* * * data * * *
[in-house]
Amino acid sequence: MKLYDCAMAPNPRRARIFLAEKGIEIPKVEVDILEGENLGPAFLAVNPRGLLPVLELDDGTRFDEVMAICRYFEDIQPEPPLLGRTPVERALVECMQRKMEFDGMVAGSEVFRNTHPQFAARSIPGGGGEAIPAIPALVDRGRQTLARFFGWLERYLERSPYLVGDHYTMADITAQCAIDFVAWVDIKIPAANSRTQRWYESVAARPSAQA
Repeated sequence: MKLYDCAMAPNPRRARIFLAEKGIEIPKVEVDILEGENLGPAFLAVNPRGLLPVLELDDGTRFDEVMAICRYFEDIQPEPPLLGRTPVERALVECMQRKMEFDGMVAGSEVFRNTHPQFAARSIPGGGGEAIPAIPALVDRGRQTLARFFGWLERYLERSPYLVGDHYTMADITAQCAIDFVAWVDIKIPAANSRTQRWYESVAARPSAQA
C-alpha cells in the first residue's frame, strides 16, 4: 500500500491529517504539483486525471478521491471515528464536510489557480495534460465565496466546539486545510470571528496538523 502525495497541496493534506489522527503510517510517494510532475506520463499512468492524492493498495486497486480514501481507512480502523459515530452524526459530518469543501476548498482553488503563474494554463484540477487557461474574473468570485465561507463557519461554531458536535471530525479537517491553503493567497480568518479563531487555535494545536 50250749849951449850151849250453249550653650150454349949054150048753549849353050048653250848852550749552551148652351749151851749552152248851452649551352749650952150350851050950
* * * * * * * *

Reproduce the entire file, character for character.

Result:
[in-house]
Amino acid sequence: MKLYDCAMAPNPRRARIFLAEKGIEIPKVEVDILEGENLGPAFLAVNPRGLLPVLELDDGTRFDEVMAICRYFEDIQPEPPLLGRTPVERALVECMQRKMEFDGMVAGSEVFRNTHPQFAARSIPGGGGEAIPAIPALVDRGRQTLARFFGWLERYLERSPYLVGDHYTMADITAQCAIDFVAWVDIKIPAANSRTQRWYESVAARPSAQA
Repeated sequence: MKLYDCAMAPNPRRARIFLAEKGIEIPKVEVDILEGENLGPAFLAVNPRGLLPVLELDDGTRFDEVMAICRYFEDIQPEPPLLGRTPVERALVECMQRKMEFDGMVAGSEVFRNTHPQFAARSIPGGGGEAIPAIPALVDRGRQTLARFFGWLERYLERSPYLVGDHYTMADITAQCAIDFVAWVDIKIPAANSRTQRWYESVAARPSAQA
C-alpha cells in the first residue's frame, strides 16, 4: 500500500491529517504539483486525471478521491471515528464536510489557480495534460465565496466546539486545510470571528496538523 502525495497541496493534506489522527503510517510517494510532475506520463499512468492524492493498495486497486480514501481507512480502523459515530452524526459530518469543501476548498482553488503563474494554463484540477487557461474574473468570485465561507463557519461554531458536535471530525479537517491553503493567497480568518479563531487555535494545536 50250749849951449850151849250453249550653650150454349949054150048753549849353050048653250848852550749552551148652351749151851749552152248851452649551352749650952150350851050950